The lazy way to get lost

SatNav devices are wonderful pieces of technology, they benefit the motorist and take out a lot of the stress involved in finding a location. That said, it is dangerous to rely exclusively on any one idea, oracle, prophet, sign etc.

For example, on one long journey I knew roughly where I was going and which roads I would take. Early on in that journey, a motorway matrix sign told me part of my intended route was blocked and recommended another route. I took the advice (when a motorway is blocked for two exits you just know it’s going to be gridlock for miles) and switched my route, confident that the SatNav would recalculate. This saved me having to stop and look at the map to figure out the new route. Great, but what I didn’t expect was a route that took me close to the centre of London. I didn’t want to be in London, I wanted to go around it, but the SatNav figured this was the quickest route. It wasn’t.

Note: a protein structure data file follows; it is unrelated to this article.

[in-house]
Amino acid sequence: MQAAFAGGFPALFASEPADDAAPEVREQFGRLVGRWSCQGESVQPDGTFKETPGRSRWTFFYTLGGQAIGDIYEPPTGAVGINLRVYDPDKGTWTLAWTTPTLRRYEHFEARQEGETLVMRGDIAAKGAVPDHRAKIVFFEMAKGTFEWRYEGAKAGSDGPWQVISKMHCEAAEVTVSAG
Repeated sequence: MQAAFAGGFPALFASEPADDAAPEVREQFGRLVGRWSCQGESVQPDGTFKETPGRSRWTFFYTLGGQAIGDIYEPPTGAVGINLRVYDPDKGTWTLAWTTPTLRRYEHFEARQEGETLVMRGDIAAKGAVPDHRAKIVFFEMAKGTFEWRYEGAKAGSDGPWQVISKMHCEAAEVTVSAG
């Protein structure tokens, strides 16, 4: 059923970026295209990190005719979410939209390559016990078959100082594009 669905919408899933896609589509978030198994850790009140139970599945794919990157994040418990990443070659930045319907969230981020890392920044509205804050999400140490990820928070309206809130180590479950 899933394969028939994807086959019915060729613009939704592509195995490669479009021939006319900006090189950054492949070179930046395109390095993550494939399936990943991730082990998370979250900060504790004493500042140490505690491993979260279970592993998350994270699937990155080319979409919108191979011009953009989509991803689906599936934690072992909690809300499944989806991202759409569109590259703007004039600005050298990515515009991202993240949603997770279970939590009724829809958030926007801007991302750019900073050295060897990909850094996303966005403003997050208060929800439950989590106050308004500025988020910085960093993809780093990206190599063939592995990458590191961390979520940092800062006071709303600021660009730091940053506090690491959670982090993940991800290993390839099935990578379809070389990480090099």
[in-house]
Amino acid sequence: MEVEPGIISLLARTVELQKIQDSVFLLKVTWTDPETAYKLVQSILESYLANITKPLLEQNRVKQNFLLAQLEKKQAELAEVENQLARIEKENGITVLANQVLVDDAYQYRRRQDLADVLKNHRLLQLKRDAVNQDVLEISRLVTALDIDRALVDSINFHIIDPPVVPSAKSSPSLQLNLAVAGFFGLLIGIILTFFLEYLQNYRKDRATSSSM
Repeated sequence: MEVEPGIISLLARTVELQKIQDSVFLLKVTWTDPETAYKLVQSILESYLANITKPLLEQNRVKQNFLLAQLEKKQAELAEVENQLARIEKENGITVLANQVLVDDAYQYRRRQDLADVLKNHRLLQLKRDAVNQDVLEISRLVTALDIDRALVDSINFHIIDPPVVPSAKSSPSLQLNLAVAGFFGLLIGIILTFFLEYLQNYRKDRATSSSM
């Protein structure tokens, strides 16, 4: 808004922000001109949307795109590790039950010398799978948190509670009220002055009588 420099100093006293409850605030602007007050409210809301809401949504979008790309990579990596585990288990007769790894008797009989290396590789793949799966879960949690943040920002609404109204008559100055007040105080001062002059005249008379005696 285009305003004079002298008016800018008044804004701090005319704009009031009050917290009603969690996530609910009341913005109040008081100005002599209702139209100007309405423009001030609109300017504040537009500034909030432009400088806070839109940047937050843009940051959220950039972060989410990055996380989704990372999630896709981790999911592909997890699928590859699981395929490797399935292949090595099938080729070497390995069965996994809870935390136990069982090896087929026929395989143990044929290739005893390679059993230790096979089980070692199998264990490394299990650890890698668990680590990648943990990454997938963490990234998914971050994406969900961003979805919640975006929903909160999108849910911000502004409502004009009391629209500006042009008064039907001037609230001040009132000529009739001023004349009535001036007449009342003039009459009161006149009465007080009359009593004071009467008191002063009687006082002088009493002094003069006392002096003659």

When I arrived at my destination I had time to look at the road atlas and retrace my steps. They didn’t make much sense when alternatives were considered. Had I known, I would have chosen another road.

Here is the thing. I could have trusted the SatNav unquestioningly and accepted that every suggestion it made was the best one or, if I had bothered to check and discovered an error I could have blamed the device and claimed it didn’t work and so never used it again. This is how most people behave with established ideas, especially religions.

But this is a mistake. The SatNav has an option for the user to check the route. I should have stopped and reviewed the idea that the SatNav had about how to get there. If I didn’t like the overall idea I could always change it – it has that option – and told it to follow my idea instead. I still wouldn’t have to worry about the details, the SatNav would do that.

And so it is with dogma. For whatever reasons it becomes inviolable. Instead, it should be considered as a suggested idea, probably a good one. This idea should be checked out against other ideas and if confirmed or if there is no known alternative, go with it.

But if it looks like a bad idea, amend and update it with something more suitable. Let’s not get too precious about ideas, nor lazy about evaluating them if they seems to work well at the time.

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